The small town of Hendersonville is the county seat of Henderson County in the northwest of North Carolina, not far from the Eastern Escarpment. It might be regarded as a little bit off the beaten trail for golfing in the Tar Heel State but it’s here in the Blue Ridge Mountains that Donald Ross laid out an 18-hole course for the members back in the day.
Originally planned in the late 1920s as a residential development called Laurel Park Estates, with a grand hotel built on Hebron Mountain, this ambitious project ground to a halt due to the Great Depression and the municipal authorities took over ownership of the assets. The first nine holes eventually appeared in 1933, with the second nine arriving soon after.
Members originally leased the club from the city but it was purchased just after World War II, allowing the construction of additional amenities such as a swimming pool and tennis courts to proceed. Today, the golf course extends to a modest 6,523 yards and with only two par fives on the scorecard it plays to a par of 70.
The mountains of North Carolina have no shortage of highly regarded golf properties ranging in origin from the golden age of architecture to the modern era. Unsurprisingly, Donald Ross courses are well represented here, and many of his finest Appalachian works receive significant attention in ranking publications. Among his best in the area are Roaring Gap, Asheville Country Club, Linville, Biltmore Forest, and the Asheville Municipal Golf Course.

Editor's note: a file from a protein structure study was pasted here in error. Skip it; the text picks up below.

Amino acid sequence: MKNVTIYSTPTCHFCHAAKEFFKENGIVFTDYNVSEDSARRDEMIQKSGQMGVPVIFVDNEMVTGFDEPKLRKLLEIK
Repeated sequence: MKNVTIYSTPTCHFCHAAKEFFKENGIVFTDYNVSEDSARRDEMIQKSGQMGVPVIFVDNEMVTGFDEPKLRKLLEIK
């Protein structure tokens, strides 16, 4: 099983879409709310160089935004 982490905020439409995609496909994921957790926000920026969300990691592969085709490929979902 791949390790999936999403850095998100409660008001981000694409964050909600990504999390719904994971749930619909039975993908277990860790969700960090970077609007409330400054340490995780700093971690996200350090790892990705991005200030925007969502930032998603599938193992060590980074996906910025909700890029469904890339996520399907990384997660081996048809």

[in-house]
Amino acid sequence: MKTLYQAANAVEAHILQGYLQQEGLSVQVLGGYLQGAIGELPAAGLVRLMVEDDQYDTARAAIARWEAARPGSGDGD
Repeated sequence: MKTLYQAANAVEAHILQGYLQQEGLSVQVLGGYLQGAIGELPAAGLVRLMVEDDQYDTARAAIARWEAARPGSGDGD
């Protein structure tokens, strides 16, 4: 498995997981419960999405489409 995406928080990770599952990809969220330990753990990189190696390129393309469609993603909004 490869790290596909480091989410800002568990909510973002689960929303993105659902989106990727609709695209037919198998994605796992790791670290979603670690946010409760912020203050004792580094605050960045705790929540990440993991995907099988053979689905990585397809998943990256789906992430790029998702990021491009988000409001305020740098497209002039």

With such bright spotlights on so many of these Ross mountain designs, it was a tremendous surprise this past summer to discover the thought-provoking, roller-coaster-like Hendersonville Country Club. Perhaps falling in the shadow of many other nearby greats, HCC superbly exemplifies Ross’s most well-regarded skill: routing strategic courses that never grow tiresome on any property.
Arriving at HCC, the player can see most of the course from the clubhouse located atop a large hill. By the finishing hole, one is grateful that Ross found this rollicking property when he did, as any modern architect would probably have turned to dynamite and construction equipment to soften the landscape. Ross thoughtfully situated his holes to highlight the gorgeous natural features of the course without making the climbs and descents unfair for the average player. This unmatched vision – to design courses playable by golfers of all abilities – demonstrates Ross’s superb talent as an architect. He never shied away from a challenge.